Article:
I provided the opening keynote yesterday for over 275 CFO’s of the Ontario Hospital Association. Collectively, they manage over $15 billion in spending.
My topic was Innovating for Our Future Health: The Strategic Role of Financial Leadership in our Hospitals. The subtext: “A look at the new strategic role that financial professionals must play as health care comes to dominate overall GDP spending. Innovation is no longer just a fashionable phrase — it’s the new leadership focus for executives in the health care sector“.
Every keynote carries one core theme, and the message of the day was: “as high velocity change envelopes the health care sector, you must transition from a tactical to a strategic role, to provide the analysis, insight, reporting, decision support tools and financial infrastructure that can help hospital leadership make ever more complex decisions.”
A few of the key themes that we explored:
- rapid scientific advance is resulting in a flood of new treatments, diagnostic tools, methodologies, pharmaceuticals, and bio-materials. There is an increased need for careful, diligent cost benefit analysis to stay at the leading, but practical, edge
- simple demographics suggest that the elusive EHR (electronic health record), which has not yet been quite successful, will emerge as Gen-Connnect comes to increasingly dominate the medical workforce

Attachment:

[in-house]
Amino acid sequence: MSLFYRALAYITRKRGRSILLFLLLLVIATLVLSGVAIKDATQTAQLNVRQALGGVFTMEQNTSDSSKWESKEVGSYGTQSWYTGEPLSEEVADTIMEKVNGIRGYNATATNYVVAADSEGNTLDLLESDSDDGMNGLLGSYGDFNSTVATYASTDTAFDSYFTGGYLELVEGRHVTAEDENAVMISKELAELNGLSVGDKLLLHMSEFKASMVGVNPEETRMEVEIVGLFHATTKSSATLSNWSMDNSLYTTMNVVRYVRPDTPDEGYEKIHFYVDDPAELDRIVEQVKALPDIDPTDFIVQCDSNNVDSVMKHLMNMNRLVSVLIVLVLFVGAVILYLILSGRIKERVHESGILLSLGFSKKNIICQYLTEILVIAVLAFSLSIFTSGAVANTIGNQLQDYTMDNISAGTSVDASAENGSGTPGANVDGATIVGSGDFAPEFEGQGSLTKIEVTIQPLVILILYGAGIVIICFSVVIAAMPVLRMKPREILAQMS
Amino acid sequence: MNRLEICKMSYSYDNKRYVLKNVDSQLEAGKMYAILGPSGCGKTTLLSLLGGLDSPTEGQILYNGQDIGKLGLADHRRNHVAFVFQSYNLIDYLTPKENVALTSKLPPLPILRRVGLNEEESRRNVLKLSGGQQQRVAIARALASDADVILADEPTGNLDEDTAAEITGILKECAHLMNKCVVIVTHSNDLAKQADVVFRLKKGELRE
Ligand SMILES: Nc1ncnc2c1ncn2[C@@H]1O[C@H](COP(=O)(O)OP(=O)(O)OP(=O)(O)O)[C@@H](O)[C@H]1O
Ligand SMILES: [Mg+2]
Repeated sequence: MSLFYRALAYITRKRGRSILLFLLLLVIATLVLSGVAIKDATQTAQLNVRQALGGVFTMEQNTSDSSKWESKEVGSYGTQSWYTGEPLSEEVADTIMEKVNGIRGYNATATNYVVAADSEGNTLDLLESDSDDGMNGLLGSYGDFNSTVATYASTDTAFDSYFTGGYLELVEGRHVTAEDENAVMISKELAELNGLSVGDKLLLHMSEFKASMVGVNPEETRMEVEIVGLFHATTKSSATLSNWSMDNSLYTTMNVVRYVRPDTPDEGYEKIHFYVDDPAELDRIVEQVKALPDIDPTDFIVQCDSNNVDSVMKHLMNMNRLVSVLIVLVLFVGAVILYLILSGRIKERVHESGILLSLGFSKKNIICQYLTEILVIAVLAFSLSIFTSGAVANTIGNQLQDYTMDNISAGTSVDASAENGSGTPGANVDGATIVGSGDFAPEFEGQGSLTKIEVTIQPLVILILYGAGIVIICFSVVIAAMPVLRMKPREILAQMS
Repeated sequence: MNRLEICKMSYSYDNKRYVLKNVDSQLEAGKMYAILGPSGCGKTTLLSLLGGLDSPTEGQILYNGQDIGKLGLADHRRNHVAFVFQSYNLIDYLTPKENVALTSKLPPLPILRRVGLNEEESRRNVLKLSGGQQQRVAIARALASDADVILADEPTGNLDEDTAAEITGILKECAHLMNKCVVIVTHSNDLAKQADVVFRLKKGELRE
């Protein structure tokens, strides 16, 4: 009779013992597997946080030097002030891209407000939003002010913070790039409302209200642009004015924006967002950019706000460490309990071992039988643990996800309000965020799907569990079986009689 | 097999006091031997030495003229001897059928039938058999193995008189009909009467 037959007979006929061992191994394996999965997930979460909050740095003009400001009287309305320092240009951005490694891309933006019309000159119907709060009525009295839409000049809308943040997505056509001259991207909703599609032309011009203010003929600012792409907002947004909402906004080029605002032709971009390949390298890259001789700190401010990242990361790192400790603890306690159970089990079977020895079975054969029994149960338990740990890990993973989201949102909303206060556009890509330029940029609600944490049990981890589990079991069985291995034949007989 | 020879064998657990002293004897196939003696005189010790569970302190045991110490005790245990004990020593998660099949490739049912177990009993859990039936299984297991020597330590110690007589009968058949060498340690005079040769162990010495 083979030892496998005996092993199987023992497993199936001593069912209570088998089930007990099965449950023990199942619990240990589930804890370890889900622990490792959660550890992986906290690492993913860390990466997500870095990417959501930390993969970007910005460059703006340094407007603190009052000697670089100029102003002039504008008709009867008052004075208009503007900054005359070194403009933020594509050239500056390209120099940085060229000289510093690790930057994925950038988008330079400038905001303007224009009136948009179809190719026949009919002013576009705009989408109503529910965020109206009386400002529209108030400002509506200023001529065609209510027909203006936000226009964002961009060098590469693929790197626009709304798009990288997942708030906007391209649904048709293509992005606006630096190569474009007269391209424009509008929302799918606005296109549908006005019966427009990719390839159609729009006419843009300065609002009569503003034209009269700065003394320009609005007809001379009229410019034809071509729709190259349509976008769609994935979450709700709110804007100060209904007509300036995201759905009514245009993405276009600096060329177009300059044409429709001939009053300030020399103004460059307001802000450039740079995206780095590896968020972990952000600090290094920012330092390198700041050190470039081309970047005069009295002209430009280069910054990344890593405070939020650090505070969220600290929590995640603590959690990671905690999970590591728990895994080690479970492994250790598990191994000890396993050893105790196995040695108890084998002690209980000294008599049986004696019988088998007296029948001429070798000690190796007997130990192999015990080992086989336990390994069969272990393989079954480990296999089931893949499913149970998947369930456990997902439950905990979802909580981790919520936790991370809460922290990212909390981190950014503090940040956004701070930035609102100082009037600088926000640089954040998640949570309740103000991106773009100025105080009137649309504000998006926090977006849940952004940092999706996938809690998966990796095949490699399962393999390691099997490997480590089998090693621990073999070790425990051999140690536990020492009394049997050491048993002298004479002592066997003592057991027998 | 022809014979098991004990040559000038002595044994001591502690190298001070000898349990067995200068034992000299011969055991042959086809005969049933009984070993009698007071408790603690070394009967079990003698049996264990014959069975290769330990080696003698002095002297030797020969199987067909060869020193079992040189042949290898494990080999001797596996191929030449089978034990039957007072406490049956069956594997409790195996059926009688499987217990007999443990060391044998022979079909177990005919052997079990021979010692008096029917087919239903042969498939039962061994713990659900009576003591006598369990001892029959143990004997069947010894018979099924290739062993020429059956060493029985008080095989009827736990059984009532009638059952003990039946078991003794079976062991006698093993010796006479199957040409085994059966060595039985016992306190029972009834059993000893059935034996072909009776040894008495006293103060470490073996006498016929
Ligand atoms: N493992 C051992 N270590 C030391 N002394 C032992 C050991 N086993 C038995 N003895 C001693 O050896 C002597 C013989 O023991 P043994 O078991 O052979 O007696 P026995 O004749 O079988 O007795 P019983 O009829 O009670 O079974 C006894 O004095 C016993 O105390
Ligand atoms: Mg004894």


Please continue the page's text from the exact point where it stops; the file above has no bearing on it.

- business model change is coming — and fast — as retail environments come to dominate the medical space. A recent Healthcare Financial Management magazine article, in a reader survey, of the “most important people in healthcare”, ranked Steve Case first, and Eric Schmidt, CEO of Google, second. Steve is involved in several initiatives which involve the opening of retail “health care stores”. The survey shows that transformative, IT driven change will continue to have profound impacts in the health care sector.
- patient empowerment is leading to faster demand for cutting edge medical services, which increases the complexity of the careful balancing game underway in most hospitals
- there continues to be huge opportunity with tech in the sector; it’s estimated that one medication mistake can cost a hospital upwards of $2,000 — and Boston’s Brigham and Women’s Hospital reduced error rates by 55% over an eight month period using computerized order entry
There were a lot of other issues that were explored: but bottom line, in the high velocity economy, the role of the CFO in the hospital is set to undergo a significant tactical-to-strategic transition : one that involves in helping to balance and manage high velocity change!